Tales of the Rampant Coyote

Adventures in Indie Gaming!

Out of Alignment

Posted by Rampant Coyote on November 17, 2011

A lot of hate has been directed at the D&D alignment system since… well, since the beginning. The two-axis graph mapping someone’s personality with respect to good vs. evil and law vs. chaos has been a source of confusion, concern, and venom for over three decades now.

Personally, I think part of it is because some people get mad because they find their own personality traits described as “evil.” 🙂

(And I’m only mostly joking on that. While they are thankfully not the norm, I’ve met a few gamers in my time – especially back in the high school days – with a lack of social skills or empathy that bordered on sociopathy.)

Any system that you use to try and categorize behavior is going to have some broad flaws, tons of corner-cases, and outright exceptions. People are just not that easy to lump into boxes. They are wonderfully, quirkily complex. Almost nobody fits perfectly in a single category: Chaotic good, conservative, liberal, “blue,” INTP, “Type A,” Socializer, Achiever, etc.  Sometimes people will deliberately modify their behavior to “fit in” with a particular label that they prefer, and tend to project a black-and-white strict categorization upon others, but I think most people have some sort of a blend of most if not all aspects of any categorization in their personality.

Yes, even Chaotic Evil. I’m not sure it’s possible to drive in traffic without feeling a hint of temptation for what you’d do if you could use the dark side of the force.

Me, I always liked the alignment system in D&D. I felt it provided as adequate a framework as any, if treated in a flexible manner. And even in high school, I enjoyed playing with (and twisting) the stereotypes. While I admit I showed a bit more favoritism towards “Good,” I was fascinated by some of the source materials that described NPCs and communities as being evil which were not listed as antagonists. What did this mean? How did this work? If anything, these little ideas helped encourage me to flesh out more interesting characters in my adventures.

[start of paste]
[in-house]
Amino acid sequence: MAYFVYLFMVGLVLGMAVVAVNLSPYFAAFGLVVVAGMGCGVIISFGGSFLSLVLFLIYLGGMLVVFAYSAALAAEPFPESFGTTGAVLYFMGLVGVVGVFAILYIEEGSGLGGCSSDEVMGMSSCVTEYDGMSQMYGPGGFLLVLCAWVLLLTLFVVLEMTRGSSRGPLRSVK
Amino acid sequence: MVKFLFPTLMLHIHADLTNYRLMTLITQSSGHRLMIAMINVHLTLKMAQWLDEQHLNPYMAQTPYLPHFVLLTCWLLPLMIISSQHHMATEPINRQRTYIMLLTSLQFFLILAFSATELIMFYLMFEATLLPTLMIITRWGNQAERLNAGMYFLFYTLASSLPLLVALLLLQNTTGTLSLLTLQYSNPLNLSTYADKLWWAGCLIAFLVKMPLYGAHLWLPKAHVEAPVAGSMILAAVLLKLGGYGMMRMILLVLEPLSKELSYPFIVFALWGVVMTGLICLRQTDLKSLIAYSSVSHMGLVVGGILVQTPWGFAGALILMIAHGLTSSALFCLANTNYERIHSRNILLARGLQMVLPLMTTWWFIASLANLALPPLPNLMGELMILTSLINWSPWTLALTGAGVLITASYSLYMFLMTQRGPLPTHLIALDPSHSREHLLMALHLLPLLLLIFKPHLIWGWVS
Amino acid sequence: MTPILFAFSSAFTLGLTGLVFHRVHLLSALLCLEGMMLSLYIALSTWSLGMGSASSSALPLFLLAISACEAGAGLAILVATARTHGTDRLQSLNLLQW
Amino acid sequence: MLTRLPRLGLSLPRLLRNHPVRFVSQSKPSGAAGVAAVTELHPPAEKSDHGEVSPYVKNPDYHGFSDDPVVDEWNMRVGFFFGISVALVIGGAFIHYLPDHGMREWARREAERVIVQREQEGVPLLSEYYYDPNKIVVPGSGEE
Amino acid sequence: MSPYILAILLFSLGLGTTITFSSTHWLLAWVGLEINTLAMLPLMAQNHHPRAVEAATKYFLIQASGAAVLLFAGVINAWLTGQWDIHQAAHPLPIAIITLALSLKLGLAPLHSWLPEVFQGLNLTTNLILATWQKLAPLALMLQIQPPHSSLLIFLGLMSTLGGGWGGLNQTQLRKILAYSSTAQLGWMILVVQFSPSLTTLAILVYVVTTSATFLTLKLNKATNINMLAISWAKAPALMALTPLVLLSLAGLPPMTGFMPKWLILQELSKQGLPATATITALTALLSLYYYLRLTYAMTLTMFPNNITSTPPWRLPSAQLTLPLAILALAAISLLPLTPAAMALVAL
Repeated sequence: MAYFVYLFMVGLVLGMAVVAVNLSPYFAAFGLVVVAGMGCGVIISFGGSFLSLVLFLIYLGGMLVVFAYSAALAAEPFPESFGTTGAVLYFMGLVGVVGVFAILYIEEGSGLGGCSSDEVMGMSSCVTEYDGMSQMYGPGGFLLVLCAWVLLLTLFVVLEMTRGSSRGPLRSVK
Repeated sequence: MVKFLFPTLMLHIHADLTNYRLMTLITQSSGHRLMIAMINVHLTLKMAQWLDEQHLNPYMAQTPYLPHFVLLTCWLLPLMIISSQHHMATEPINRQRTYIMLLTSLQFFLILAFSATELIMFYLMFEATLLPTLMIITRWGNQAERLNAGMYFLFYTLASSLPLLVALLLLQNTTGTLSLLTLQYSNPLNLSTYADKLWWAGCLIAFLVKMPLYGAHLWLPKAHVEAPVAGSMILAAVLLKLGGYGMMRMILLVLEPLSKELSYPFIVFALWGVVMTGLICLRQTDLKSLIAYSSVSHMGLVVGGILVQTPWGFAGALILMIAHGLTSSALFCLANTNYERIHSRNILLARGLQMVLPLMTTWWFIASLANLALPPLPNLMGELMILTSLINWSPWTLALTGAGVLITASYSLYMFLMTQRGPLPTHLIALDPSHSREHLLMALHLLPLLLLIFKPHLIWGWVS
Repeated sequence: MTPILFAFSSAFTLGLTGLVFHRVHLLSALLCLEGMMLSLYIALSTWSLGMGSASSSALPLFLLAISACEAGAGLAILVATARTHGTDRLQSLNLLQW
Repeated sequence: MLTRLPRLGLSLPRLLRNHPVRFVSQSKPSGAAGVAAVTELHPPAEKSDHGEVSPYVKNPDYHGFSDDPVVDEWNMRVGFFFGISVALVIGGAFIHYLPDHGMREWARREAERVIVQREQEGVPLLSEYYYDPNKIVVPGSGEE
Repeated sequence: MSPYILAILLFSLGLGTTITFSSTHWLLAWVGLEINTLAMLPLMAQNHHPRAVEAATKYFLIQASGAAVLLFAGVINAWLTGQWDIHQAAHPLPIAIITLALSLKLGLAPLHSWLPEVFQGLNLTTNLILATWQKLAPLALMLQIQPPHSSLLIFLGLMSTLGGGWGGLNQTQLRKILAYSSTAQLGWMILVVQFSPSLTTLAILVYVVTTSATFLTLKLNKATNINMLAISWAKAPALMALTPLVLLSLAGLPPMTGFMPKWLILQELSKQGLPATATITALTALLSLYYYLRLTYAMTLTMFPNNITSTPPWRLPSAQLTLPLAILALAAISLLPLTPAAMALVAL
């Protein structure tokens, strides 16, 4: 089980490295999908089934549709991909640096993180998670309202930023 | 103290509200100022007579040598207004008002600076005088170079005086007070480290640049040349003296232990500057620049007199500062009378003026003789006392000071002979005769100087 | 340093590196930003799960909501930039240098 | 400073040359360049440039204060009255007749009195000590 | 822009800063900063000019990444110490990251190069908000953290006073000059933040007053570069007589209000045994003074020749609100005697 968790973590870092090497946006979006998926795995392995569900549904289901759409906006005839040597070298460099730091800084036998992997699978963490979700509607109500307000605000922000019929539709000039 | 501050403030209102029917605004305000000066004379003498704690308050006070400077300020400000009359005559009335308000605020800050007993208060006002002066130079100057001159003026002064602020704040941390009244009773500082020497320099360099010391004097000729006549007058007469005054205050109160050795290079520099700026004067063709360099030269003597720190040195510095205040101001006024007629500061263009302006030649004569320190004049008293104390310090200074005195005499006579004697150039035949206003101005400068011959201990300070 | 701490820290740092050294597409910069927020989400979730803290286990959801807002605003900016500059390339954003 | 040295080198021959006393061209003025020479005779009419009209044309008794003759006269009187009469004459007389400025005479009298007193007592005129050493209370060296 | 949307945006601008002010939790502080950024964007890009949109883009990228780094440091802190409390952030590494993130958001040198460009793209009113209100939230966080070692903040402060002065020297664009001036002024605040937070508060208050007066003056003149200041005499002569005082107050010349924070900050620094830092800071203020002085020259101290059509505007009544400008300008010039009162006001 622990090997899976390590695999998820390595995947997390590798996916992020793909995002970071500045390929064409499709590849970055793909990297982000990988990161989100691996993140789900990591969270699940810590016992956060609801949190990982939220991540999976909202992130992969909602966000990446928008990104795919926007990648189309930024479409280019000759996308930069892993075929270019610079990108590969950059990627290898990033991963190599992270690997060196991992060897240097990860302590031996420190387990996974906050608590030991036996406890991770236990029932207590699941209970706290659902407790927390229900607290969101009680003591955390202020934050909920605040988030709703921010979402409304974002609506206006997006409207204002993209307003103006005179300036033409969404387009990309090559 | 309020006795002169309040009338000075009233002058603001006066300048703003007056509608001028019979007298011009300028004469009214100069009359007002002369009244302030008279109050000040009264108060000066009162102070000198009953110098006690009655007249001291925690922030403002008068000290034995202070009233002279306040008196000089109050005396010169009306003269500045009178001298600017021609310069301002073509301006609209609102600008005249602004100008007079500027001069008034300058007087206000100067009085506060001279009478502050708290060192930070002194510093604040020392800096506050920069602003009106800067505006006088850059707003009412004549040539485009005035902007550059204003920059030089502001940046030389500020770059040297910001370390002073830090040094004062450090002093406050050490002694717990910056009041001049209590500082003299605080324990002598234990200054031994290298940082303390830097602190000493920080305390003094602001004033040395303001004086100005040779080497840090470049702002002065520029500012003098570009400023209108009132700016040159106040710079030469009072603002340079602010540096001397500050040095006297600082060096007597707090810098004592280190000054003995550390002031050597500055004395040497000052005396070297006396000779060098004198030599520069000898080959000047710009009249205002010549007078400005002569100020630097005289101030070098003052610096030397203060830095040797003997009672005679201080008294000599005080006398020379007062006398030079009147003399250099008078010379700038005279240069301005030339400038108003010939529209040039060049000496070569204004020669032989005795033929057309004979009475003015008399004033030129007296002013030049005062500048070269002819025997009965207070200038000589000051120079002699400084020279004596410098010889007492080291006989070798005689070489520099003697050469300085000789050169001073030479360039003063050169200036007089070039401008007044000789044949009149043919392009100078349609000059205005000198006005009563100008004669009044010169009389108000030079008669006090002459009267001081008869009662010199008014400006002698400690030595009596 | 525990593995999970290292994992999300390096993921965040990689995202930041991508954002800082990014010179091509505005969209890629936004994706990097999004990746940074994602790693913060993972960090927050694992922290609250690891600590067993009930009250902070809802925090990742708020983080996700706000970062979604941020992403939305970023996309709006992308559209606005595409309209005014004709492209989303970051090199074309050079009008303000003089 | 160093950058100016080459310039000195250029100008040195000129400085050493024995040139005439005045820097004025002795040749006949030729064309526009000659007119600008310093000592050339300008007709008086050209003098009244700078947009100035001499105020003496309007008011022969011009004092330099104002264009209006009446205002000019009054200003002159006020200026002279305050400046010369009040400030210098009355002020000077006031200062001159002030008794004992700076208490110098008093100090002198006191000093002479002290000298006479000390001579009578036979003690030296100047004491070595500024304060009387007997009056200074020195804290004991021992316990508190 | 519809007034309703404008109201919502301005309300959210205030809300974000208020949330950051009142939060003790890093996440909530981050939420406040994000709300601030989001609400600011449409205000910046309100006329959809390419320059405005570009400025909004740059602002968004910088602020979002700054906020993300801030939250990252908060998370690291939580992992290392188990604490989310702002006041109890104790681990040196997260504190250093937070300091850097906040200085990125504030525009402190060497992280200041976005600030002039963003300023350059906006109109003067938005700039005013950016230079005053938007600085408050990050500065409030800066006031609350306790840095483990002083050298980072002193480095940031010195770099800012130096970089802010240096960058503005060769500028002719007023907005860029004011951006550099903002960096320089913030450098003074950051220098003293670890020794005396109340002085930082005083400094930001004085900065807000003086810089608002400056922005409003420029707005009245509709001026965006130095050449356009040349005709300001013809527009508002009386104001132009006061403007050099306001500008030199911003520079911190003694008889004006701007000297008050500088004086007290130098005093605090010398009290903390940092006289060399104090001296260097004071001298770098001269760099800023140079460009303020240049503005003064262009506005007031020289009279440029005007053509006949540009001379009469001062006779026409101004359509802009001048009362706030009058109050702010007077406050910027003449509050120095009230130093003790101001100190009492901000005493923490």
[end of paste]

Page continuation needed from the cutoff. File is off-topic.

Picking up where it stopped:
How does a “chaotic evil” community work? If you read some of the stories of some of the towns in the “Wild West” of U.S. history in the late 1800s, you may get an idea. They weren’t necessarily a “wretched hive of scum and villainy” like Moss Eisley Spaceport, and they weren’t necessarily even “lawless.” But the law and legal proceedings could be capricious, and fear of consequences only barely kept the baser of human instincts in check… and often not even then. While most members of the community might not be evil and might be quite law-abiding, the nastier elements had control over the local culture, if not political power. Chaotic Evil? I don’t know if you’d call them that, but it wouldn’t take much to tweak that model for fictional purposes.

So I had fun with the alignment system. Sure, I had plenty of evil villains who fit the evil villain stereotype. But I also had the players a little dumbfounded when they discovered that the funny, fun-to-be-around NPC was really pretty dang Chaotic Evil. If you were on his good side – easy enough to do – he was great to be around. But he thought nothing of doing terrible things to those on his bad side.

And lawful evil – that’s plenty of fun to play with as well. Like the pretty-boy “dark lord” who was polite and soft-spoken, had plans and dreams that could actually be somewhat tempting to anyone, but who adhered to a philosophy that the ends justified the means, and his ends weren’t particularly altruistic and virtuous in the first place. This didn’t make the players hesitate for a second (to my recollection) trying to defeat him, as he was still quite clearly The Big Bad, but putting a human (and almost likeable) face on the Foozle made for a much more interesting story.

Likewise, the paladin who is clearly not “lawful stupid” nor blind to reality, who does his best (but occasional fails) to adhere to a higher law out of principle even though he knows the short-term consequences may not be favorable (or even unjust) can be a fascinating character.

Anyway, the point is – I always considered the D&D alignment system to be a valuable tool, while I guess some folks saw it more as a straitjacket.  As a DM, I’ve always been pretty flexible with letting players play their own interpretation of alignment, only rarely stepping in to warn about serious deviations. And even that is more often a call for the player to roleplay an appropriate justification.

But does this apply to computer games? Particularly single-player RPGs – is it of any value to designate a player-character’s personality along an alignment system? Does it work at all?